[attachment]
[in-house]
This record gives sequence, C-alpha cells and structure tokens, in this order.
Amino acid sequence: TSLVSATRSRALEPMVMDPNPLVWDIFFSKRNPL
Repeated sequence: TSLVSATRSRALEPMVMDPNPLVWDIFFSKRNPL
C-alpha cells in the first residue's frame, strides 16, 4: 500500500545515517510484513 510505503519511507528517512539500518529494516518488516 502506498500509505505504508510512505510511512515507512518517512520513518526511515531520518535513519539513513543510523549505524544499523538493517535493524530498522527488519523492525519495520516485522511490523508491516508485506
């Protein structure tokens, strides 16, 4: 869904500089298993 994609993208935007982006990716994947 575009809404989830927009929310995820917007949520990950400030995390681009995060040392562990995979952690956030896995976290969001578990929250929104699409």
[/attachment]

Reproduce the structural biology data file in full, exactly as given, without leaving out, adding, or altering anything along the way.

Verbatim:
[in-house]
This record gives sequence, C-alpha cells and structure tokens, in this order.
Amino acid sequence: TSLVSATRSRALEPMVMDPNPLVWDIFFSKRNPL
Repeated sequence: TSLVSATRSRALEPMVMDPNPLVWDIFFSKRNPL
C-alpha cells in the first residue's frame, strides 16, 4: 500500500545515517510484513 510505503519511507528517512539500518529494516518488516 502506498500509505505504508510512505510511512515507512518517512520513518526511515531520518535513519539513513543510523549505524544499523538493517535493524530498522527488519523492525519495520516485522511490523508491516508485506
């Protein structure tokens, strides 16, 4: 869904500089298993 994609993208935007982006990716994947 575009809404989830927009929310995820917007949520990950400030995390681009995060040392562990995979952690956030896995976290969001578990929250929104699409």